He uses razor broadheads to take out the Soviet commandoes one-by-one in the rain, before switching to the explosive tips after setting fire to the corn field.
After the soldiers and commandos chasing him are wiped out, Rambo uses his last explosive arrow to utterly destroy the enemy soldier who shot Co and abused him at the prison camp.
In real life, the bow was a Hoyt bow nicknamed “The Torque” that was specifically designed for the film with an all black paintjob. It was based on the Hoyt Spectra bow, which is very similar.
The bow was actually released as the Hoyt "Rambo," once the movie became a hit, in a very similar configuration to the bow in the movie, though the limbs were not all black. Occasionally you can still find one on eBay, but they aren't cheap.
The Second Rambo Knife
Rambo’s survival knife was again designed by Arkansas knife smith Jimmy Lile for this movie and is very similar to the First Blood knife. It has a blade that’s about an inch longer and wider than the previous knife, and the center is coated in a matte black instead of the bead-blasted finish of the first knife, which really makes it shimmer and stand out, especially in darker scenes.
The handle is wrapped in black cordage this time instead of green. and the hand guard includes a flat-head and Phillips screwdriver, same as the first one. The sheath is black leather with a collapsible diamond sharpening rod stored in a slender pouch on the front. The First Blood knife had a brown leather sheath and a pouch in the front for a small sharpening stone.
The knife again has a hollow handle, containing a few small survival items. While Rambo doesn’t use the needle and thread to sew himself up in Part II, he uses the compass in the knife's silver pommel to get his bearings after his botched insertion. Later, he uses the matches stored in the knife handle to set fire to the dry cornfield full of enemy troops.
He uses the knife quite a bit throughout, and it gets some nice closeups. During the torture scene, his own knife is used to carve a line across his cheek after its left to heat in a grill.
Later, when he finally returns to the CIA outpost, he threatens to stab Murdock with it, and nearly does, but he slams the blade into the desk just next to Murdock's head instead, leaving him with a threat.
Co Bao's AKM
When Rambo first meets up with Co Bao, she is caring an AKM rifle with a sling as her go-to gun. She has the rifle through the initial insertion in the enemy camp and uses it to fight the river pirates before the army gunboat shows up.
After swimming from the boat, Co meets up with Rambo on the shore. Soon after they go their separate ways. Rambo leaves his bow bag with Co, and takes her AKM as he attempts to get the freed POW to the extraction site.
Why he leaves Co with a weapon she couldn't possible use is kind of a mystery...maybe he thinks she can sell it, or maybe its actually part of his plan in case he gets capture and she has to help him escape. Either way, that's what happens. She brings him the bag when she breaks him out of the prison camp, so he has it for the stalking scene with the Soviet commandos.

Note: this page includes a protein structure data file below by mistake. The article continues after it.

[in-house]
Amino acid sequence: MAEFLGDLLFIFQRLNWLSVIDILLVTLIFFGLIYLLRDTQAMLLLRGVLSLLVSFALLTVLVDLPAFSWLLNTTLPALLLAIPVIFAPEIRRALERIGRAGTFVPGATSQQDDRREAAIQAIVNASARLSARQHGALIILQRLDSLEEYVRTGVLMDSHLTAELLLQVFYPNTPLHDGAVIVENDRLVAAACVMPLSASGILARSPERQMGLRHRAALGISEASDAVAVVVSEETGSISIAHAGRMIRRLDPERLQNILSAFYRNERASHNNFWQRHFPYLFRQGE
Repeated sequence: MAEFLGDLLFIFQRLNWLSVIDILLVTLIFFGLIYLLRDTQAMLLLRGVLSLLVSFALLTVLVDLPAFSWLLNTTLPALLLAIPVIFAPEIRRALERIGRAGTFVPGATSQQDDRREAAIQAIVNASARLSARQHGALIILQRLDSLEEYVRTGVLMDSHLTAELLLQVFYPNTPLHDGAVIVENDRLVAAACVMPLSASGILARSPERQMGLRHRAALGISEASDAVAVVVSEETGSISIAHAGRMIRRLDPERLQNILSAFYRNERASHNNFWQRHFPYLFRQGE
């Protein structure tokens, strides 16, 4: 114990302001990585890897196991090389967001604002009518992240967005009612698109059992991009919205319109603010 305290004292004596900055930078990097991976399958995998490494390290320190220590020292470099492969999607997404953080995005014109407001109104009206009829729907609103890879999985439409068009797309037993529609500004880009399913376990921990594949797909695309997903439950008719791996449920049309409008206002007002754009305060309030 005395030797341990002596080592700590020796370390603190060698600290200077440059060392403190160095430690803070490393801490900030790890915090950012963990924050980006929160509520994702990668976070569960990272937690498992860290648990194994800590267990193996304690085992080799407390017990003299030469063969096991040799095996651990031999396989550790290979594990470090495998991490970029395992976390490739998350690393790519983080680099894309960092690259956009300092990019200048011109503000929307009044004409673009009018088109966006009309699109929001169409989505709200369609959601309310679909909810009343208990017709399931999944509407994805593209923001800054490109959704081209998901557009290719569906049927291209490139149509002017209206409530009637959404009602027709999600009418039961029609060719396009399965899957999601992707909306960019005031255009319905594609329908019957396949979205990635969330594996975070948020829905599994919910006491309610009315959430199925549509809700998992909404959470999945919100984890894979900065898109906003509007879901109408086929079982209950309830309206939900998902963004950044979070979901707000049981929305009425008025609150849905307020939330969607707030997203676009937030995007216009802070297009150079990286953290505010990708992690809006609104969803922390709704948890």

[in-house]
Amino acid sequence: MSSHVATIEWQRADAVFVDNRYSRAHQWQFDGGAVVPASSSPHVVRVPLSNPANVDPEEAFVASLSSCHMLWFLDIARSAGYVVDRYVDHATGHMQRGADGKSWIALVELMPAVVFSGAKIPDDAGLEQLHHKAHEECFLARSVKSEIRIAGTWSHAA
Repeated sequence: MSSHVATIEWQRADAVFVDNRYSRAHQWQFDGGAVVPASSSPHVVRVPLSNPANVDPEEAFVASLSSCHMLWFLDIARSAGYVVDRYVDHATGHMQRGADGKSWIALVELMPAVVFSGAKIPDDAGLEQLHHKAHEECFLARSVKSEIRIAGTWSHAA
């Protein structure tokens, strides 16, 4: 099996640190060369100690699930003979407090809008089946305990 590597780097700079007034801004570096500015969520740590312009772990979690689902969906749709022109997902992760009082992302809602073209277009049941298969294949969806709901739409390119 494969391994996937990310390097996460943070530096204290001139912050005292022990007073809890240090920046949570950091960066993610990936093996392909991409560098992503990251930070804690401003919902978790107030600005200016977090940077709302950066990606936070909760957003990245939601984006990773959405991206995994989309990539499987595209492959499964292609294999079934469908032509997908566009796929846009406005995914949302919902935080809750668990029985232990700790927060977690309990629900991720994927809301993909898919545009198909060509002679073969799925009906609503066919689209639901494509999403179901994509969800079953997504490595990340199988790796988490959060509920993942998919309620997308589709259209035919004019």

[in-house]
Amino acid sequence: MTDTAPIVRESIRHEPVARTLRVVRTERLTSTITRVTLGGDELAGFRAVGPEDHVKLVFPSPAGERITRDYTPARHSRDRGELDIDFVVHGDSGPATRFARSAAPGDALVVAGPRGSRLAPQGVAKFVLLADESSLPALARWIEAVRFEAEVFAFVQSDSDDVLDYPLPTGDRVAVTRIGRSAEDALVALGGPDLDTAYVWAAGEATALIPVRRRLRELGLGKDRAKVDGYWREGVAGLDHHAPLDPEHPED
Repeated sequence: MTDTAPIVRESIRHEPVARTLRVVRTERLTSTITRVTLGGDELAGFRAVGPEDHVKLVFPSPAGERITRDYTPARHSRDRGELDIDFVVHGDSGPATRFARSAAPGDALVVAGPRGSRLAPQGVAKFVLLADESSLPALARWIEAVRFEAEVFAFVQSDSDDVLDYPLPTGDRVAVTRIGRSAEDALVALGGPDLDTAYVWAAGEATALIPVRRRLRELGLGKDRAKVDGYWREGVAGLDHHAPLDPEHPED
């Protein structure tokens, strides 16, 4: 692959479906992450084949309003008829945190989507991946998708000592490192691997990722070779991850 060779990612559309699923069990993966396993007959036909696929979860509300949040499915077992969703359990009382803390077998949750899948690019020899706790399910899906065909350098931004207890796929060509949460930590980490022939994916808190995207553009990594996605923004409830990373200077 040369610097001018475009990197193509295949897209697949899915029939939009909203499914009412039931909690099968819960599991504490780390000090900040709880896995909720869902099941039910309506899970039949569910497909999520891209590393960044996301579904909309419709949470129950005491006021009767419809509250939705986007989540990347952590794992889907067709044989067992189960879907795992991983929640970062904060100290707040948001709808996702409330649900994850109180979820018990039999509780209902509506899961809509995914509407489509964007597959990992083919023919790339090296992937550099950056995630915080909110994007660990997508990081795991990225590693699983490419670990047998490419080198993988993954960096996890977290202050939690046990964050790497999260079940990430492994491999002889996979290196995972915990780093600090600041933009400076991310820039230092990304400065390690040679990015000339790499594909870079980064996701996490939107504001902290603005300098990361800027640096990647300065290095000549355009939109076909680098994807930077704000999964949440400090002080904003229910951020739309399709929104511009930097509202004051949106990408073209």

MAC-10 Submachine Gun
Later, when Rambo is taken captive by the NVA troops, Co disguises herself as a prostitute to gain access to the camp, presumably having stolen the motorbike and red dress from the actual prostitute we see when they are first surveilling the camp.
Once she takes care of her would-be customer, she unveils a MAC-10 with a long suppressor and proceeds to skulk through the camp until she finds the hut where Rambo is being tortured. The suppressor is actually fake, and her gun is plenty loud, so it's likely it was includes just to make the gun look a bit more intimidating.
Co uses it to blast the men in the hut through the floor as Rambo takes care of his interrogator and leaps out a window after grabbing his knife.
In the first film we had the arm sewing scene, in this one, we have a straight up torture scene.
When Rambo defies his orders to only take photographs of any POWs he might find by actually freeing one and attempting to bring him back, the helicopter sent to extract him flies off, leaving Rambo at the top of a hill with an entire battalion of NVA troops in close pursuit.
He and the escaped POW are taken prisoner and after being hung in a pit of swine filth for a few hours, Rambo is moved to a hut for interrogation when the Soviet commanders show up.
When simple interrogation yields nothing, they move on to "enhanced interrogation techniques." Namely they strap Rambo to a steel box spring that's hooked up to a generator and proceed to zap the hell out of him over and over. They place his knife in a hot grill, and when Rambo refuses to talk, his interrogator, Sgt. Yushin, drags the white hot tip of his knife across his cheek, leaving a scar.
Eventually, Co shows up and helps him escape after he gets off the electrocution rack by pretending to send a message to his superiors—instead, he tells the CIA spook who decided to leave him behind that he's coming for him, and then turns on his guards while Co blasts them through the wood floor with her MAC-10.